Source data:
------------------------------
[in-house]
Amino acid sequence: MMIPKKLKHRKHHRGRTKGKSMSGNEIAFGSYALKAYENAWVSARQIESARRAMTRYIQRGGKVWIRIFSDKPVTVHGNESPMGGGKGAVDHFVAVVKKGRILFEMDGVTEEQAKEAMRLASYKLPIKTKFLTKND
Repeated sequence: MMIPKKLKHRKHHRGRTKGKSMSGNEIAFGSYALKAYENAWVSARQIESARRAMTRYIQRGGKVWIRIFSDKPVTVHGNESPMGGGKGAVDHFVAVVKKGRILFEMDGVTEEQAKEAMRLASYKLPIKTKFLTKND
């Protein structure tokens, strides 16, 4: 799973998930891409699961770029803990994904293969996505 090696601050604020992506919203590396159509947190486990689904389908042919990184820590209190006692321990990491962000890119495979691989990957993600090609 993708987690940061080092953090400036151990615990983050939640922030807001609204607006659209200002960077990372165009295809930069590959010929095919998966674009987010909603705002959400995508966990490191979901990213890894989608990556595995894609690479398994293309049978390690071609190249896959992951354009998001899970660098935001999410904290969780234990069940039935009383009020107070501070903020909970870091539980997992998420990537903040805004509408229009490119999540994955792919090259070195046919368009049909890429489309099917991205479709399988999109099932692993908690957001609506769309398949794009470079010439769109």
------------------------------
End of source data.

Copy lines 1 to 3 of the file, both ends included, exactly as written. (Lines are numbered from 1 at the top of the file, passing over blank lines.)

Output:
[in-house]
Amino acid sequence: MMIPKKLKHRKHHRGRTKGKSMSGNEIAFGSYALKAYENAWVSARQIESARRAMTRYIQRGGKVWIRIFSDKPVTVHGNESPMGGGKGAVDHFVAVVKKGRILFEMDGVTEEQAKEAMRLASYKLPIKTKFLTKND
Repeated sequence: MMIPKKLKHRKHHRGRTKGKSMSGNEIAFGSYALKAYENAWVSARQIESARRAMTRYIQRGGKVWIRIFSDKPVTVHGNESPMGGGKGAVDHFVAVVKKGRILFEMDGVTEEQAKEAMRLASYKLPIKTKFLTKND